Travelers looking to make a trip to Canada or Mexico will have to wait another 30 days as the Department of Homeland Security extended border closures to curb COVID-19 infections.
Chad Wolf, the acting Secretary of Homeland Security, announced Tuesday that the U.S.-Canada and U.S.-Mexico land border closure has been extended until June 22.
“The President has made it clear that we must continue to keep legitimate, commercial trade flowing while limiting those seeking to enter our country for non-essential purposes,” Wolf wrote in a statement. “Non-essential travel will not be permitted until this administration is convinced that doing so is safe and secure.”
He continued: “We have been in contact with our Canadian and Mexican counterparts and they also agree that extending these restrictions is prudent at this time. We appreciate our partnership with Mexico and Canada in ensuring that North America is working together to combat the ongoing global pandemic.”
Canada’s Prime Minister Justin Trudeau held a press conference, saying the extension of the closure was a mutual agreement between the United States and Canada.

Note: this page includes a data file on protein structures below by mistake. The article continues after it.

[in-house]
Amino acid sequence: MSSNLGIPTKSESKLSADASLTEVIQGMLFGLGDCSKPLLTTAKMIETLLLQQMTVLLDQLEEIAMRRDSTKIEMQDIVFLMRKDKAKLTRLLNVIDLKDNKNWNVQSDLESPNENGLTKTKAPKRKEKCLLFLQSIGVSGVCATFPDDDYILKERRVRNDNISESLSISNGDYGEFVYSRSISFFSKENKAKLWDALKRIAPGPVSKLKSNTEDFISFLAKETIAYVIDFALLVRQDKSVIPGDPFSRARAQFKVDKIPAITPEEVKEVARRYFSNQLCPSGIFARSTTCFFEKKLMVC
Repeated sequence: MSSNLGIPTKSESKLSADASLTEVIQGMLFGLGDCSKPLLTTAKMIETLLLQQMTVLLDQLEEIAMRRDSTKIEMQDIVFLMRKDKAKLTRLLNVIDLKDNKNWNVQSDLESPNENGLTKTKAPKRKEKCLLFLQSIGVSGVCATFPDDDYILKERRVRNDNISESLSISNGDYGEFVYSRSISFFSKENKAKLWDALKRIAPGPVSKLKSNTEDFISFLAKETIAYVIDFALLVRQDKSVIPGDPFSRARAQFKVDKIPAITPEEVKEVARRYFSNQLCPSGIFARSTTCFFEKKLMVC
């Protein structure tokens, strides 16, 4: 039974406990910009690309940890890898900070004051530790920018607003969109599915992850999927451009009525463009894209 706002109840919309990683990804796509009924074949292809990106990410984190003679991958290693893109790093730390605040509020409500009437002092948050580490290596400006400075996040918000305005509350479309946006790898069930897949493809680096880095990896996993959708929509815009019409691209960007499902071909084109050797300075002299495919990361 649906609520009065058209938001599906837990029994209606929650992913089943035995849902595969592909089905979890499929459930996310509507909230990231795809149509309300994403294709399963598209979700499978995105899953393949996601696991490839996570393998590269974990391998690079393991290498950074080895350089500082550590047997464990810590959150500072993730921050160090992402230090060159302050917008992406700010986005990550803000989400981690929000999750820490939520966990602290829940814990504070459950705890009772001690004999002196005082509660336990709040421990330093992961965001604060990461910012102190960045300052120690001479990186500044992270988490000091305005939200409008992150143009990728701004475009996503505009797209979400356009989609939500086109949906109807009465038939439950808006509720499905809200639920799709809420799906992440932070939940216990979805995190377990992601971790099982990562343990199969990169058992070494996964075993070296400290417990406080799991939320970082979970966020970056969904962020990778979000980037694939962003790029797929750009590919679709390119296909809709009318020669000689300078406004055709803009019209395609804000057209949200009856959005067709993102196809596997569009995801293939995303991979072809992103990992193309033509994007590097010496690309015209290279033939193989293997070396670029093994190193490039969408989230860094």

“It was the right thing to further extend by 30 days our closure of the Canada-U.S. border to travelers other than essential services and goods, but we will continue to watch carefully what’s happening elsewhere in the world and around us as we make decisions on next steps,” Trudeau said Tuesday.
During the French portion of his address, he noted there had been a push from Canada’s provinces to keep the restrictions intact for now because the border is a place of “vulnerability,” according to the Canadian Broadcasting Company’s interpreter.
The U.S. and Canada first limited travel in March for a period of 30 days after President Donald Trump and Trudeau agreed to close the border to help contain the spread of coronavirus. The State Department said that the order “does not apply to air, rail, or sea travel at this time, but does apply to commuter rail and ferry travel.”